Orange County Juvenile Defense Lawyer

If your child has been accused of committing a crime, you are probably deeply concerned about the impact the event will have on their future. Although the juvenile justice system is supposed to help preserve a child’s opportunities to reach their full potential without the burden of criminal record, it does not always work the way it should.

Processes in the juvenile justice system are different than in the adult criminal system. You need a defense attorney who understands the differences and how to make them work for your child’s benefit. An Orange County juvenile defense lawyer works diligently to assure a positive outcome for your child.

Differences Between the Juvenile System and Adult Criminal Courts

Anyone under 18 is a juvenile under the law. Understanding the juvenile court system process makes it easier to support a child through the experience. It also could help a parent determine how best to achieve the outcome they believe will provide the most benefit.

Arrest and Detention

Police can arrest an adult they believe committed a crime but they can only “detain” a juvenile. The police can release the child to a parent or guardian or take them to a Juvenile Assessment Center (JAC) for screening. There, a Juvenile Probation Officer (JPO) will evaluate the child and either:

  • Release them to a parent without a recommendation for detention
  • Release them into home detention (similar to house arrest)
  • Recommend they be detained at a juvenile detention facility

If the JPO releases the child to detention at home or in a facility, the child is entitled to a hearing within 24 hours.

Juvenile Rights in Court

Adult defendants appear in criminal court but civil courts hear juvenile cases. Adult defendants have the right to a jury trial but judges make the final decision in juvenile cases.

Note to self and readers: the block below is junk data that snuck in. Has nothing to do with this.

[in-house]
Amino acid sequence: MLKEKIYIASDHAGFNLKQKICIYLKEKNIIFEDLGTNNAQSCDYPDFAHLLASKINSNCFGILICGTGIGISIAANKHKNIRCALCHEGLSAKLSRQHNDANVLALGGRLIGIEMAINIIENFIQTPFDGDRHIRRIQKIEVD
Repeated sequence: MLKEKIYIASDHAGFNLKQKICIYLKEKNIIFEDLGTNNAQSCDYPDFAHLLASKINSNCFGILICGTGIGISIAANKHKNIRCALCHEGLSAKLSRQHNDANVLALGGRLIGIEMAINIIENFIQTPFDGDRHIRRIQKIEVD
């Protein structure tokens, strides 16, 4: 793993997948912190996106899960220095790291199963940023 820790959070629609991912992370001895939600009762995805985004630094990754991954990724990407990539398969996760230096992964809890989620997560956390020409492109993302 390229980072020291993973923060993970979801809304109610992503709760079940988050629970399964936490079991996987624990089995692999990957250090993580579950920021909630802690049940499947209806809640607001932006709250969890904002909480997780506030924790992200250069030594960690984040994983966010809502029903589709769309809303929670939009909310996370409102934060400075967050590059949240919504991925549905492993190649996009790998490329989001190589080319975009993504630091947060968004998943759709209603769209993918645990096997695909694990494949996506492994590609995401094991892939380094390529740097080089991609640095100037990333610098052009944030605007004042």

A juvenile can face consequences even if they were not convicted of a crime. Once a police file reaches a JPO, they interview the child, their family, the complainant or crime victim, and other relevant parties like personnel at the child’s school. The JPO could recommend the prosecutor pursue charges against the child or suggest the child receive counseling, perform community service, enter a formal diversion program, or engage in other services.

A Child Can Sometimes Face Adult Charges

Prosecutors can charge a child as an adult in some cases. Florida Statutes § 985.557 allows a prosecutor to proceed in adult criminal court against a child over 14 when the child is accused of a serious violent offense like aggravated assault, manslaughter, murder, sexual assault, or discharging a firearm on school property. A prosecutor can charge anyone over 16 as an adult if the crime they are accused of is a felony.

When a prosecutor charges a child as an adult, the child must face charges in criminal court. If convicted and sentenced to incarceration, they would serve their sentence in an adult prison.

A parent should contact an Orange County lawyer immediately if a juvenile is accused of a serious crime. The prosecutor has the discretion to charge the child as a juvenile or an adult. Early intervention by a lawyer could convince a prosecutor that seeking rehabilitation through the juvenile court system is better for the child and society at large than seeking retribution through the criminal courts.

Resolving Juvenile Charges

Contact with the juvenile justice system sometimes exposes a problem or a need that a parent was unaware of or unable to address without professional assistance. A JPO could recommend various services and programs to help the parent and child manage situations like substance abuse, anger management, or impulse control.

If a JPO recommends a prosecutor bring charges against a juvenile, an Orange County attorney could try to resolve the charges through a plea agreement. If the prosecutor’s evidence is weak, a legal professional could defend the charge at a trial.

However, although the prosecutor must prove their case, there is no jury. A judge in a juvenile justice case could order the juvenile to face consequences like counseling or community service, even without convicting them of the charge. If the judge convicts a child of a crime, they could be sentenced to serve time at a juvenile detention facility.

Trust Your Child’s Defense to an Orange County Juvenile Attorney

You want your child to have the best chance of success at life, and a criminal record could hold them back. If your child has contact with the juvenile justice system, get help from a team that knows the stakes, like The Umansky Law Firm.

An Orange County juvenile defense lawyer will bring all their skills and experience to bear to help your child. Call us today.

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    Orange County Juvenile Defense Lawyer